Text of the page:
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Michigan Avenue - 2015 - Issue 8 - Winter - Sandra Lee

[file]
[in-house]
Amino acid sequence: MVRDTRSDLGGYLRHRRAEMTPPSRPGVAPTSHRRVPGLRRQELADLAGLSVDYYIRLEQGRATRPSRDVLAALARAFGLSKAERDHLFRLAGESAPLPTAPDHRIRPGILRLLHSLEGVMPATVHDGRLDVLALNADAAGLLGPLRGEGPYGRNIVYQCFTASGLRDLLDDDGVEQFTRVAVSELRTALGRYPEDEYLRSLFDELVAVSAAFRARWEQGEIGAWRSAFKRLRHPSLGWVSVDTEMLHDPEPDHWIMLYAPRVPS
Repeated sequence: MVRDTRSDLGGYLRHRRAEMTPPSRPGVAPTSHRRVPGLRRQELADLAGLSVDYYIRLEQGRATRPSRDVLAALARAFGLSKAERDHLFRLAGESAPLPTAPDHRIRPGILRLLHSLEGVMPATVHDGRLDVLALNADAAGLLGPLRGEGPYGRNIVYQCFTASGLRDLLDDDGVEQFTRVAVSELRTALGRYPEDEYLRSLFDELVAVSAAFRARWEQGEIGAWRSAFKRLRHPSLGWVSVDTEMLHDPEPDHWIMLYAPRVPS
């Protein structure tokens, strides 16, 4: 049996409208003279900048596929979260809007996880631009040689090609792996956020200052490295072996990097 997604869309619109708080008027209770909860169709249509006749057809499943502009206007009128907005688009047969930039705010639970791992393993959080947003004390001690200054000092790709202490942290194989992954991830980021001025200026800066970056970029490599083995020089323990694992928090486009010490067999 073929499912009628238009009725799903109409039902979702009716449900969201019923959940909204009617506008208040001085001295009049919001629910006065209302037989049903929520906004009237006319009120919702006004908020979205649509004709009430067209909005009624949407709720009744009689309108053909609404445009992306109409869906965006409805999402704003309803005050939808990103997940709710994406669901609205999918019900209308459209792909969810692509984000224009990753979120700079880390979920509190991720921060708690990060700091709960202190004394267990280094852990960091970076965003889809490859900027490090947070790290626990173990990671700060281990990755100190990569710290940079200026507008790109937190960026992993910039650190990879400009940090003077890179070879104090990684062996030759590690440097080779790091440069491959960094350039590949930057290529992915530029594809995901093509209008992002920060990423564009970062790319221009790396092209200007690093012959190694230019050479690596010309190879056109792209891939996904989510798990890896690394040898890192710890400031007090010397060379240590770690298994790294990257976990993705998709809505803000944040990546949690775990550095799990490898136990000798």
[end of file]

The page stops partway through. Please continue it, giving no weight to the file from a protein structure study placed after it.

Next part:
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PHOTOGRAPHY BY BRUCE GLIKAS (MUELLERS); JOAN MARCUS (BEAUTIFUL) teens, when she and her then-husband, Gerry Goffi n, wrote The Shirelles's hit, "Will You Still Love Me Tomorrow?" Over the years, her voice joined the chorus that defi ned a genera- tion. And along the way, she blazed a trail for independently minded women, offering a role model to those aiming for a career in music, and inspiring countless others who lived their lives far from the spotlight. Celebrating her life in song, Beautiful: The Carole King Musical arrives at the Oriental Theatre this month, with Chicagoan Abby Mueller in the title role. In the kind of twist that only show business seems to deliver, Abby is stepping into the role for which her sister, Jessie, snagged a Tony Award. "This was not on my radar at all," she shares, "but the opportunity to audition came up, and it was such an honor to be considered for the role. I called Jessie before the audition; it was important to me to get her okay. She's been very supportive." Marc Bruni, who has directed both Muellers in the show, says that while each is a unique talent, the sisters share one quality. "They are very humble," he says. "And they bring that to this story of a woman who was herself very humble and didn't really want to be a star. That reluctance to embrace stardom and [instead] make it all about the work makes them really captivating to watch." Raised in Evanston, Abby, the oldest daugh- ter of actors Jill Shellabarger and Roger Mueller, appeared locally at such venues as Drury Lane and The Marriott Theatre before heading to New York six years ago. Beautiful is her biggest break yet, and she's quick to acknowledge her good fortune—and the responsibility that comes with it. "It's my job to pay homage to Carole and that sense of honesty that was her trademark," she notes, "that vulnerability that people hear that makes her music just so relatable." While her distinctive sound is achingly clear in such classic songs as "You've Got a Friend" and "So Far Away," King was no pushover when it came to orchestrating her career. "What I really admire was that she was completely dedicated to having her career in the way that she wanted," says Mueller. "She had children early on, and she said, 'I'll make this album, but I'm not going to tour.' She stuck to her guns and did things on her own terms." Charting King's personal and professional evolution, Beautiful moves from her Brooklyn girlhood to a career-solidifying Carnegie Hall concert in 1971. It's a showbiz story, shot through with an appreciation for a singer who always seemed more a friend than a star—and, as its title song suggests, an artist who kept on keeping on. "Despite setbacks, despite heart- breaks, you have to try," muses Abby. "Write another song. Or fall in love again. 'You've got to get up every morning with a smile on your face and show the world all the love in your heart.' Not too shabby a message to live by." December 1–February 21, 2016, Oriental Theatre, 24 W. Randolph St., 800-775-2000; MA SK ETCH ARTIST As the Chicago Sketch Comedy Festival fêtes its 15th year, the ever-witty Brian Posen is still going for big laughs. BY MEG MATHIS Funny guy Brian Posen has a seriously full schedule: The Lincoln Park resident is the head of Beginning Improvisation at The Second City and an adjunct theater professor at Columbia College Chicago, and every Saturday he and The Cupid Players perform Cupid Has a Heart On, the city's longest-running musical comedy, at Stage 773. Posen is also the founder and executive producer of the Chicago Sketch Comedy Festival (aka Sketchfest), the nation's largest festival of its kind. Here, the self-proclaimed "sketch geek" shares how the event continues to celebrate the next big thing. What are you most excited about for Sketchfest 2016? "The talent is going to be incredible because we took the best groups over these past 15 years, invited them back, and almost all of them are coming. The biggest problem this year is going to be, 'Which show do I see?' There is not going to be a weak link—everything will be exceptional." You've said that the fi rst Sketchfest was a fl uke. How has your vision evolved year after year? "It keeps evolving because how the industry has changed in 15 years is huge. Fifteen years ago, you didn't have video capability like you do now; there's now a huge explosion of solo sketch, which is a new subsection of sketch comedy; women are being a hell of a lot more dominant in the industry, which is wonderful; college groups are now part of creating sketch comedy as well as high schools and junior highs.... There was a time [when] we had to make the decision: Do we expand, do we go to bigger stages? And we said, 'No.' I'd rather turn people away, because once you get this intimate art form on a stage [in front of] 800, it loses some of its beauty." January 7–17, 2016, at Stage 773, 1225 W. Belmont Ave., 773-327-5252; ABOVE: Meet the Muellers: Andrew, Jessie, and Abby. RIGHT: Four Friends: Abby Mueller (Carole King), Becky Gulsvig (Cynthia Weil), Ben Fankhauser (Barry Mann), and Liam Tobin (Gerry Goffi n) star in Beautiful. CULTURE Hottest Ticket 66 MICHIGANAVEMAG.COM

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